The “monetary offset” in action

Monetary OffsetNow imagine if monetary policy had been a bit more purposeful!

Update: Matt Yglesias takes on the subject and concludes:

Now maybe Fed officials are confused or lying or even fooling themselves in an effort to evade accountability. But this is what they say is going on, it’s a view they’ve articulated for years, and it’s a view that they’ve refined as time has gone on.Believers in full offset owe us a clearer account of why we should ignore the Fed’s testimony on this.

The reason to ignore the Fed´s testimony is very straightforward. History is full of examples of the Fed denying responsability for any “less than desirable” outcome.

6 thoughts on “The “monetary offset” in action

  1. What a great chart. I do not understand the Cochranes and the Krugmans.

    Moreover,we appear to be paying off the national debt without inflationary consequences.

    Who knew?

  2. I read your blog less recently because I think the debate is over. Recent events shows MP is potent at the ZLB, and sizable fiscal contractions can be offset by (non-ideal) monetary stimulus. History shows same, but more recent evidence is nice. Done. I can spend my time more profitably on less certain topics.

    My interest shifts from the details of the debate to- what can we do about your profession?

    Robin Hanson describes people as hopelessly bound by the hardwired tendency to form groups, and then to believe and speak things that raise the status of one’s group. And unlike most academics, he thinks a PhD doesn’t exempt you from human nature.

    I’m 29. I read Hanson a few years back, and in my naivety, thought his ideas were exaggerated. But the more I see the more right he looks.

    Yesterday, Stiglitz, acting as if 2013 never happened, said MP is impotent, fiscal stimulus needed, MP works through reducing long-rates, and that irrational speculators will blow bubbles if QE continues.
    http://www.moneycontrol.com/news/international-markets/money-printing-futile-us-needs-fiscal-stimulus-stiglitz_1023634.html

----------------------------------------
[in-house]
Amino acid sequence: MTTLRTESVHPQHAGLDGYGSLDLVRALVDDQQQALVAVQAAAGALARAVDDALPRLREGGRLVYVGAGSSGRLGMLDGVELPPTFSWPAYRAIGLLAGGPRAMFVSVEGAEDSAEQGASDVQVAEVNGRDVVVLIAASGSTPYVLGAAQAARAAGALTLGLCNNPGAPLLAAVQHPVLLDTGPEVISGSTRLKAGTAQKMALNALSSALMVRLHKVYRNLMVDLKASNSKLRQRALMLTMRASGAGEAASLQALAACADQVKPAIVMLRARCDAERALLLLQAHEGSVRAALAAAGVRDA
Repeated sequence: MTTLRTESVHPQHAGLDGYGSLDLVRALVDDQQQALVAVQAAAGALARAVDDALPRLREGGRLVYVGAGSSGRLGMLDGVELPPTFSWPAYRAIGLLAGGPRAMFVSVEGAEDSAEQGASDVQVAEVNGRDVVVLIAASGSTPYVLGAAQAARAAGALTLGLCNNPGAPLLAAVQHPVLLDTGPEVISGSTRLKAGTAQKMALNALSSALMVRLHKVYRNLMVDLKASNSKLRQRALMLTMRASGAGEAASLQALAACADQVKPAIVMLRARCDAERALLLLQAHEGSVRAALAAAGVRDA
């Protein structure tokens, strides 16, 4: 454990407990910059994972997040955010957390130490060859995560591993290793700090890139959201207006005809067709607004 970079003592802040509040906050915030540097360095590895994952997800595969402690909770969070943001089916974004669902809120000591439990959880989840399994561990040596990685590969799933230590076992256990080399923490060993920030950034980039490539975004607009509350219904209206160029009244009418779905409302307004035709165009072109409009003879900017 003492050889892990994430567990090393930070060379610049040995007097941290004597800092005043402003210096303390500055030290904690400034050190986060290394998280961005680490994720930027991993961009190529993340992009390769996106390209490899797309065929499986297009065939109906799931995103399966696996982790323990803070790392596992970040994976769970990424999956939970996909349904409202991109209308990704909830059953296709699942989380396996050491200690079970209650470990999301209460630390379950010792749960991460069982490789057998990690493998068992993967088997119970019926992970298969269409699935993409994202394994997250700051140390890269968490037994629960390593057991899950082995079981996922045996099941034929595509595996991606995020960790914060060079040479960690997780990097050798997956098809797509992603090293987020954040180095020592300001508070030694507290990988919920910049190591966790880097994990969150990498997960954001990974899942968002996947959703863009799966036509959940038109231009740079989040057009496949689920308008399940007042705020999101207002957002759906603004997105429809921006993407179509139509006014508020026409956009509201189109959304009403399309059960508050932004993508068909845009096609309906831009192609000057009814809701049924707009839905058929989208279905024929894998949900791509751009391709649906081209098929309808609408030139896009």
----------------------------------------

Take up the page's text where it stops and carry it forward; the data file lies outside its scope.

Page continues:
Natural experiments are rare, we got some good ones recently and we’re unlikely to get better ones anytime soon. So if the opposing camps survive this intact, how does MM win? We need prediction markets.

  3. Brendan — “Robin Hanson describes people as hopelessly bound by the hardwired tendency to form groups, and then to believe and speak things that raise the status of one’s group.”

    Wow! Well said. Sounds right to me.

    Hi, Marcus. Not sure I understand your graph. Looks like a strong fiscal uptrend either ended the recession, or didn’t. I think you want me to think it was the QE1 dot that ended the recession, but I’m not convinced things are so instantaneous.

  4. “The reason to ignore the Fed´s testimony is very straightforward. History is full of examples of the Fed denying responsibility for any “less than desirable” outcome.”

    Well, OK, but – if the Fed has the power to completely return NGPD to its prior growth rate and path, and could do so just as easily as not do so, and knows it could do so, why would it choose a “don’t do it and then deny you can” equilibrium rather than a “do it and then take credit for it” equilibrium?

Leave a Reply

Fill in your details below or click an icon to log in:

WordPress.com Logo

You are commenting using your WordPress.com account. Log Out /  Change )

Google photo

You are commenting using your Google account. Log Out /  Change )

Twitter picture

You are commenting using your Twitter account. Log Out /  Change )

Facebook photo

You are commenting using your Facebook account. Log Out /  Change )

Connecting to %s

This site uses Akismet to reduce spam. Learn how your comment data is processed.